“Something wrong, son?” he asked.

               Panic stole into Daniel and he took off through the crowds, shoving people out of his way as he ran. There were cries of confusion as he ran and he could hear the officer yelling for him to stop, but none of that mattered now. He had been found out and he had to escape. He couldn’t let them take him back to that awful place. He pushed through the doors and stumbled into the parking lot. People stopped what they were doing and looked at him with wide eyes and whispers. His eyes darted from place to place before settling on the woods. He could hear the approach of people behind him, but he was already running before they were even close.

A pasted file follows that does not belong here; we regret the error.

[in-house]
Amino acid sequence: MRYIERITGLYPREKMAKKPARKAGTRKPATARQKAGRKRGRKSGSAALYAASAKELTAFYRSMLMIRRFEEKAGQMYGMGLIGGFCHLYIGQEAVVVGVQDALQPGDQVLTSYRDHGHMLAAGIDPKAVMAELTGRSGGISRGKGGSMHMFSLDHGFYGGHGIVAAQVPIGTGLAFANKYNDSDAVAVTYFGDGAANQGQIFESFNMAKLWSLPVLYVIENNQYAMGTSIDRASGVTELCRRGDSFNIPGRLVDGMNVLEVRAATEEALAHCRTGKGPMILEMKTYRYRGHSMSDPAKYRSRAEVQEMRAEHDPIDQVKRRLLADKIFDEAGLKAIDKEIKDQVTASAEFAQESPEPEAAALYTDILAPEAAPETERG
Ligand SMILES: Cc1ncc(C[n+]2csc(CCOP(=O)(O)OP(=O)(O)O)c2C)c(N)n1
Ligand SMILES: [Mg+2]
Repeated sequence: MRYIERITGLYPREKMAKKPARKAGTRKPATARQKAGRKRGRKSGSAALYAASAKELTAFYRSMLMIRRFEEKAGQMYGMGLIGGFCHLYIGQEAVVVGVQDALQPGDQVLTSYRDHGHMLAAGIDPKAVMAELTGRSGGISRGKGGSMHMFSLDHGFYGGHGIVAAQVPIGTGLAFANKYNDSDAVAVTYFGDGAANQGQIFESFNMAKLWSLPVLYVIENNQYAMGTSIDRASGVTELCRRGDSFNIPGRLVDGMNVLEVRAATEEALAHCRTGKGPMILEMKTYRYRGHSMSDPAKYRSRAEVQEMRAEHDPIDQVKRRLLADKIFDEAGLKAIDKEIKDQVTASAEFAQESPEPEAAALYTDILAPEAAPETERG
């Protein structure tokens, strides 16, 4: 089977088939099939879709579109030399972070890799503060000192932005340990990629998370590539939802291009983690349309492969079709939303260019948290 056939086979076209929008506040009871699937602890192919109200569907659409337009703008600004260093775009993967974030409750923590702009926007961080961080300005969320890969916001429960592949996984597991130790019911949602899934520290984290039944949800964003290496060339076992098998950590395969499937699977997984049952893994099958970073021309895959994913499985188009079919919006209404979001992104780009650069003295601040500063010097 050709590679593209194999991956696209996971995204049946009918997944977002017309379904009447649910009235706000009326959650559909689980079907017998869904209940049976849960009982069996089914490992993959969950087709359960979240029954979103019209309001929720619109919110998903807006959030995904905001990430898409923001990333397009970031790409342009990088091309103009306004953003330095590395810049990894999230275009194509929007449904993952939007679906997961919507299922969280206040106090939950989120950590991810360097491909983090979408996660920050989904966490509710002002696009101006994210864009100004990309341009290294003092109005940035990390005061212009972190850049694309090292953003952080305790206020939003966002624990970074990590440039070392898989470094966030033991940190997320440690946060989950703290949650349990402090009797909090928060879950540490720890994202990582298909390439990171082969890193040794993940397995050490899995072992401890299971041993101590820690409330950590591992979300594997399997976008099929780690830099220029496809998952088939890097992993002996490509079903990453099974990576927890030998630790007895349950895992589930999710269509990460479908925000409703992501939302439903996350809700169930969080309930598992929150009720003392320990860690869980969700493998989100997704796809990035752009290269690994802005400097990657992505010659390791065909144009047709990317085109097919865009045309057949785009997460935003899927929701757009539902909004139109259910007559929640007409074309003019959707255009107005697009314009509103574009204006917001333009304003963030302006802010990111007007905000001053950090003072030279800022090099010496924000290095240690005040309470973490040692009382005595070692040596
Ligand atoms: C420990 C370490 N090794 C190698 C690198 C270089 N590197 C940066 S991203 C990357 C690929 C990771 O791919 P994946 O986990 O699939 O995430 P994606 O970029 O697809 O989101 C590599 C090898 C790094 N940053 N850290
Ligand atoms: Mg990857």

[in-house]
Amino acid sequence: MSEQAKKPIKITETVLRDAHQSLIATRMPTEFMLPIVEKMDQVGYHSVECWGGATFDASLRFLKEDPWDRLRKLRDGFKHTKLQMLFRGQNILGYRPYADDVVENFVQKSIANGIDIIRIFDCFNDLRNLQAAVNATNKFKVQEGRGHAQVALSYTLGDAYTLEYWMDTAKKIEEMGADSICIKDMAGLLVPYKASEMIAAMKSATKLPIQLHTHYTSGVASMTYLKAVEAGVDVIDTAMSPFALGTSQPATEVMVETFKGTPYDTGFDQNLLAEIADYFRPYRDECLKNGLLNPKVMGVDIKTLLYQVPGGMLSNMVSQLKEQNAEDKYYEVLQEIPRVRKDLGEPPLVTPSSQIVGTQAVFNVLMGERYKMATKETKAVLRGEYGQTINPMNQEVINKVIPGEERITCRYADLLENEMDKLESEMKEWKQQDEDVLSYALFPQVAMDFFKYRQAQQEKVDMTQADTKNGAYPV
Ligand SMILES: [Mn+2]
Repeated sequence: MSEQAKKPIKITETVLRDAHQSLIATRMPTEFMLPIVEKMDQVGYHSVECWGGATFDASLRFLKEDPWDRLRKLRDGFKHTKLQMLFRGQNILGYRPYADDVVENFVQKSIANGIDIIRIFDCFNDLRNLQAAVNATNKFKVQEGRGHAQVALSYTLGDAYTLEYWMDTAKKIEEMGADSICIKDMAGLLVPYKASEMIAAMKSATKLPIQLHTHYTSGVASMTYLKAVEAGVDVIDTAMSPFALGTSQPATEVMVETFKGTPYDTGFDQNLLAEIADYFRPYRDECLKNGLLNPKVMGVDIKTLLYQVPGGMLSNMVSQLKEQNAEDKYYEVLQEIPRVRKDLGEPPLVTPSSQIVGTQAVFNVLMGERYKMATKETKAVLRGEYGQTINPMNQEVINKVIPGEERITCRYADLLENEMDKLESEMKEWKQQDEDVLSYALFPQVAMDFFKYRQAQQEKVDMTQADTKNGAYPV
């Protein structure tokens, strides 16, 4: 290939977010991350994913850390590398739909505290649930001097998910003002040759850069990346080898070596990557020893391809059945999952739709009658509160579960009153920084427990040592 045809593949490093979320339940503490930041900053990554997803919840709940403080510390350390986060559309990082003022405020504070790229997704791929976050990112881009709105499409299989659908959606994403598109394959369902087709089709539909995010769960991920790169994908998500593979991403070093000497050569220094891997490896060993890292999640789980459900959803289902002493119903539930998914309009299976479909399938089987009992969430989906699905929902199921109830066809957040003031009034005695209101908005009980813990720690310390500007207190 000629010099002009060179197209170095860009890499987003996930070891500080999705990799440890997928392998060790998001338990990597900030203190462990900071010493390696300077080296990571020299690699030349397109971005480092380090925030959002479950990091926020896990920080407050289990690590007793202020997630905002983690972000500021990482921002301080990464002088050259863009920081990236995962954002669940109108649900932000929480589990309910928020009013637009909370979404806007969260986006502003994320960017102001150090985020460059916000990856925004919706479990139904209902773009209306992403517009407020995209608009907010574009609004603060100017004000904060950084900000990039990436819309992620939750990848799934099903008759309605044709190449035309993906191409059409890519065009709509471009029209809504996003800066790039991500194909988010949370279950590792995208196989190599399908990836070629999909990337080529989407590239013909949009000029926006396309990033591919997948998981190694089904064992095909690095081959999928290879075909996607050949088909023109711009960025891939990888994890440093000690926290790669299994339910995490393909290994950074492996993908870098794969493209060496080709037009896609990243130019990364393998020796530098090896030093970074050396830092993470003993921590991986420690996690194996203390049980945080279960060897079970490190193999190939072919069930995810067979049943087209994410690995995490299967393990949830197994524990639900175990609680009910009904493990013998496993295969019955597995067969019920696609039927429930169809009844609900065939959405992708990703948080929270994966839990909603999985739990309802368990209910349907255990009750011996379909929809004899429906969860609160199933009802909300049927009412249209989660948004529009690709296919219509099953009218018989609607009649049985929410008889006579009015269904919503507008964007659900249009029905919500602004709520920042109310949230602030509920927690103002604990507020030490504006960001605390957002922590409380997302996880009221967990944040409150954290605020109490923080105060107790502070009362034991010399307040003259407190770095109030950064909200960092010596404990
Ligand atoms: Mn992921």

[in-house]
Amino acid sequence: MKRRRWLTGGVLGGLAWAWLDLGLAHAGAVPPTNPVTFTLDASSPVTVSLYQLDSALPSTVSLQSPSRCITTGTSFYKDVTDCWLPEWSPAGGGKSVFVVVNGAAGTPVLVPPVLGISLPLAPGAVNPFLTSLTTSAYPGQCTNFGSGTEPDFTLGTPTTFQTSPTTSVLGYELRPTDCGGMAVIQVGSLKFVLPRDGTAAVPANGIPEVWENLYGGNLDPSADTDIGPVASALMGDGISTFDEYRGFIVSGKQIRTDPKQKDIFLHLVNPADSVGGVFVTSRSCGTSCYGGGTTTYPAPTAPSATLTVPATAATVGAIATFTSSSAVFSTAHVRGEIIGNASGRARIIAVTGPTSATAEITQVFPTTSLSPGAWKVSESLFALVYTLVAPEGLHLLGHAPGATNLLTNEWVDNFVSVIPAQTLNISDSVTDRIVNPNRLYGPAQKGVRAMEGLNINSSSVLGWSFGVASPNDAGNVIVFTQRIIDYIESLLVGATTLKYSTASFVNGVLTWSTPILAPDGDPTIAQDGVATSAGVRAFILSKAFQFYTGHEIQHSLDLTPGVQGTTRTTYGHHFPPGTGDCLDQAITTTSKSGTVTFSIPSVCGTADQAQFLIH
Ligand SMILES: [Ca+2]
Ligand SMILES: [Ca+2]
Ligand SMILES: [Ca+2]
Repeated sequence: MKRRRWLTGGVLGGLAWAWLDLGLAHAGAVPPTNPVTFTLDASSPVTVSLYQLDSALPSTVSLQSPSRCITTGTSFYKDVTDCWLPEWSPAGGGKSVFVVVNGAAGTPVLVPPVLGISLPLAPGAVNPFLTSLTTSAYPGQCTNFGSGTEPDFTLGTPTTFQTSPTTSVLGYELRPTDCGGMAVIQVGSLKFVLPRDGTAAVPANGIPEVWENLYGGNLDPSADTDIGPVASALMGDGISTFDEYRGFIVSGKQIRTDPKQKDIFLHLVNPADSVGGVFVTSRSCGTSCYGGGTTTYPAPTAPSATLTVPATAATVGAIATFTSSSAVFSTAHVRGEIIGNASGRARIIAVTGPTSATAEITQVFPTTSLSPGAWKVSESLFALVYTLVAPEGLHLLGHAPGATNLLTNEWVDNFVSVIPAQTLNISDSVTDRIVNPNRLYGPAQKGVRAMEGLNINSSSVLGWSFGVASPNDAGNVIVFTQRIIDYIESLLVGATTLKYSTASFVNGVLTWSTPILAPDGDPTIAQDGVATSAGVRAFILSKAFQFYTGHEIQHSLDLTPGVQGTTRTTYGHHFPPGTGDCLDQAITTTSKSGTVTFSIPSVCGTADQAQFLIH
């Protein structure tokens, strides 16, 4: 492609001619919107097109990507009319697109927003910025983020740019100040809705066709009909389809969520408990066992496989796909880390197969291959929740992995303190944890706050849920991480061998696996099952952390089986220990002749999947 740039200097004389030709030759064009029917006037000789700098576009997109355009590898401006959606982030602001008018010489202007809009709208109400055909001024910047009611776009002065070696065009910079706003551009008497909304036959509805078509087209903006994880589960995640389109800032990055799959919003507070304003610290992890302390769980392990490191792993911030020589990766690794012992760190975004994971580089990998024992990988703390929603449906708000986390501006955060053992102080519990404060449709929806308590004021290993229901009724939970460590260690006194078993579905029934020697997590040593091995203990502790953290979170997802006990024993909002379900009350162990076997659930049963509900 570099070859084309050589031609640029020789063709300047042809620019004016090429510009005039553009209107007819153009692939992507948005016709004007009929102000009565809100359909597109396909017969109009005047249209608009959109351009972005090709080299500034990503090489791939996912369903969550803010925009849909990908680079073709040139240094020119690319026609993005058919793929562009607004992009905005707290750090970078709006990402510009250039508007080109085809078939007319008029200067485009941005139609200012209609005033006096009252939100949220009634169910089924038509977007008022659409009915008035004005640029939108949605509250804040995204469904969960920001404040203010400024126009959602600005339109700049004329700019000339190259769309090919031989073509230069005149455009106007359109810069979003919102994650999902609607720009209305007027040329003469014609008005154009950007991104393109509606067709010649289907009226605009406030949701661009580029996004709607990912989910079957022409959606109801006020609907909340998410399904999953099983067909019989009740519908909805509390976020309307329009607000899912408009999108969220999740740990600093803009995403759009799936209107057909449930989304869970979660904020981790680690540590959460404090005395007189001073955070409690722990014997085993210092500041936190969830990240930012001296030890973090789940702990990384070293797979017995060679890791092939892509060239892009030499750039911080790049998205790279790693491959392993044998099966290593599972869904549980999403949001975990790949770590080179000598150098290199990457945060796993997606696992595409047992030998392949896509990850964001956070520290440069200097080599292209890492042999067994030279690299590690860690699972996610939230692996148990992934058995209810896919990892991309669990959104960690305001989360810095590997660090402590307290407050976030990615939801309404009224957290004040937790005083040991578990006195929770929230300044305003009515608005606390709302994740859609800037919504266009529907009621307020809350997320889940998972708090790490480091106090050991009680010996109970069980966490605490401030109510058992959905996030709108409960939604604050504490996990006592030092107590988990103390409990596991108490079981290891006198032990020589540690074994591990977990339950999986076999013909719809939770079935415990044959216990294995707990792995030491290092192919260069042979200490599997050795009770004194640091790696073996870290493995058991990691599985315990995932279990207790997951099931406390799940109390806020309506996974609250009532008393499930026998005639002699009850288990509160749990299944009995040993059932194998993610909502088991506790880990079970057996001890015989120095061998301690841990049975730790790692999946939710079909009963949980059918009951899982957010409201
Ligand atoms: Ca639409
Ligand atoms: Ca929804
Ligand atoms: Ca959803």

The woods were familiar to him and he knew all the best hiding places. He picked his way through the closely knit trees and made sure he was well hidden before stopping and daring a look back. No one had followed him, but he had a feeling that was going to be changing. The officer had to have recognized him, especially since he had panicked and ran away. A search party would be put together, maybe even with the dogs to track his scent. He leaned his forehead against a nearby tree and tried to blink away the tears that were threatening to spill down his cheeks. They were tears of anger and self-loathing. Sure, he had been able to escape the facility, but here he was six months later having amounted to nothing and hiding in the woods. His attempt at a new life had been squashed firmly beneath the foot of society. Vagabonds like him did not get happiness. He had to simply accept the cards he had been dealt and deal with it. He attempted to hold everything in and failed. Tears flowed freely down his cheeks and he swiped at them with the sleeve of his shirt, which was now ripped in a few places from tree branches. He gritted his teeth together, his hands clenching themselves into fists. Anger roiled through his body. How could this be fair? He had worked hard for his new start and it was being taken away from him. What had he done to deserve this? Sure, he had been snapping minds, but that was so he could survive! He couldn’t be punished for something that was necessary! He wiped away the remaining tears and ran even further into the woods, wanting to escape the life he had been given.